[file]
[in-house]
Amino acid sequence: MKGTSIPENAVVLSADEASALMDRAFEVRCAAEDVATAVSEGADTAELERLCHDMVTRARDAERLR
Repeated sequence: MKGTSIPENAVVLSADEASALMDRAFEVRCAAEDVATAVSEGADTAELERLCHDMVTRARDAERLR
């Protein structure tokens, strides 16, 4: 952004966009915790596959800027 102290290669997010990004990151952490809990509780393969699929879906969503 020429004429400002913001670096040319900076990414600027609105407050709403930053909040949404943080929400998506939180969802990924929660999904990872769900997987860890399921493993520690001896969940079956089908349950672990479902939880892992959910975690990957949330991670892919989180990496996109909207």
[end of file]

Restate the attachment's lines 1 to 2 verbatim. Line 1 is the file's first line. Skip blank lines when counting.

[in-house]
Amino acid sequence: MKGTSIPENAVVLSADEASALMDRAFEVRCAAEDVATAVSEGADTAELERLCHDMVTRARDAERLR